Happy 220th Birthday Hartley Coleridge. A life burdened by too much expectation?
Coleridge always felt a sense of constructive “Nature” envy compared to his pal Wordsworth. While William had roamed the Lake District as a kid, little Sam had suffered the perceptual privations of an urban upbringing. But ah, little Hartley will have every Romantic advantage. Little Hartley will have the most sublime natural impressions with which to associate from his earliest years. The dazzling vistas of parental expectation are exciting and terrifying in equal measure.
David Hartley Coleridge was named after Samuel Taylor Coleridge’s favourite eighteenth-century associationist philosopher. The original Dave Hartley was a Lockean who thought of idea formation in terms of vibrations – it was a subtle and fibrous philosophy which treated ways and means whereby everything is connected to every other thing.
Ah, too much pressure. Little Hartley Coleridge grew up to be a rather nicer and less demanding person than his dad, a boozer rather than a druggie. And he wrote some rather nice sonnets – something Sam Coleridge never did – sonnets which owe something to Wordsworth and remind me a bit of Keats on a bad day. In terms of congested curricula, there’s no very overwhelming case for suggesting to students that they read the sonnets of Hartley Coleridge rather than those of Wordsworth or Keats.
What was’t awakened first the untried ear
Of that sole man who was all human kind?
Was it the gladsome welcome of the wind,
Stirring the leaves that never yet were sere?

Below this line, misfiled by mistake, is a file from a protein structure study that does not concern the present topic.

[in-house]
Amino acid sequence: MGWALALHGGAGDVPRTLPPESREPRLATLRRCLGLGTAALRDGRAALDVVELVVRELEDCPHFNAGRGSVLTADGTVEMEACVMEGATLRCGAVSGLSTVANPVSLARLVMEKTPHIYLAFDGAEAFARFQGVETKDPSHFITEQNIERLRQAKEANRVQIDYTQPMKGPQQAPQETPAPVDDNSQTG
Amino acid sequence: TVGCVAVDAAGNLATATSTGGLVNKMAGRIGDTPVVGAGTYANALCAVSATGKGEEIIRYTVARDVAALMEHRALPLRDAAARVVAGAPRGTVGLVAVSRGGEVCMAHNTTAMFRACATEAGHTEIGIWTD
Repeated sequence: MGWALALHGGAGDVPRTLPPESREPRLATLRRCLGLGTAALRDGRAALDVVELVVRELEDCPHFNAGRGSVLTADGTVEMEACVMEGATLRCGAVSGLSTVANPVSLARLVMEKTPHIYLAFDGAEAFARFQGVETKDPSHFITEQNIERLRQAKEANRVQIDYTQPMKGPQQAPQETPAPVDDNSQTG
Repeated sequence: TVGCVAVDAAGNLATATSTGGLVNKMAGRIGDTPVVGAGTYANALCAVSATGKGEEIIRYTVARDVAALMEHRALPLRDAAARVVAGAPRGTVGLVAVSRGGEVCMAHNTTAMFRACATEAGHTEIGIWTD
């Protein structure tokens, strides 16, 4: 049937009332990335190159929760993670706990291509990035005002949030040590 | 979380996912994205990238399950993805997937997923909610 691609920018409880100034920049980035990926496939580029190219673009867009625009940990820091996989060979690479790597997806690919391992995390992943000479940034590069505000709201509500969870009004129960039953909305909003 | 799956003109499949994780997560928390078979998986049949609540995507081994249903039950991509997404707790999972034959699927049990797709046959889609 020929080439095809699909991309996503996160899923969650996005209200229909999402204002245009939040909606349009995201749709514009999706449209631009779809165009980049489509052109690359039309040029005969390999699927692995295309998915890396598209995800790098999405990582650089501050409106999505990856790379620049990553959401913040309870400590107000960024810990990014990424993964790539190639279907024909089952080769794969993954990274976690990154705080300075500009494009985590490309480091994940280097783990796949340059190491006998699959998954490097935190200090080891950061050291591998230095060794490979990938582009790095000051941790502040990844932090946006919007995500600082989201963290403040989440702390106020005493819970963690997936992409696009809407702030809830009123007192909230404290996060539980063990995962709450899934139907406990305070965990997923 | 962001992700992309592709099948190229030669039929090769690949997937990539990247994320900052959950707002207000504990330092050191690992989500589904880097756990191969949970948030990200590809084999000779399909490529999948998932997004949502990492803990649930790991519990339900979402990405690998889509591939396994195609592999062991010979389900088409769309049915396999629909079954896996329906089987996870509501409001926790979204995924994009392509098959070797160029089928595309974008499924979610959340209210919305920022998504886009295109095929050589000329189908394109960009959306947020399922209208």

The four mellifluous streams which flowed so near,
Their lulling murmurs all in one combined?
The note of bird unnamed? The startled hind
Bursting the brake, in wonder, not in fear,
Of her new lord? Or did the holy ground
Send forth mysterious melody to greet
The gracious pressure of immaculate feet?
Did viewless seraphs rustle all around
Making sweet music out of air as sweet?
Or his own voice awake him with its sound?
This sonnet is almost perfect in terms of its mixture of concrete imagery and abstracted invocation. The alliterative self congratulation of “welcome of the wind” cloys a bit and the “mysterious melody” feels a bit shopworn, but it’s an effective Edenic race memory.
The sonnet is about dawn of life, and it recollects “Frost of Midnight” which is also about dawn of life. This sonnet is, perhaps, about its author’s own immortality as a poem rather than a poet. It was of course Keats who suggested that unheard melodies are sweeter than those heard, and perhaps lives unlived are more inspiring than those lived. No real life could ever match the extrapolation of life that was imagined for Hartley by his own dad. And rather than regret the comparative “disappointment” of Hartley Coleridge, we need to return to “Frost and Midnight” and luxuriate in the original extrapolation.
Some people will go to their graves, preserved for ever as wide eyed children in the crude iconography of public fame (Macaulay Culkin; Mark Lester), and their obituaries will be illustrated accordingly. Hartley Coleridge, 220 years old today is preserved as a baby not a child, a baby, shaped, formed, and inspired by the morphology of filmy distortions in a fireplace.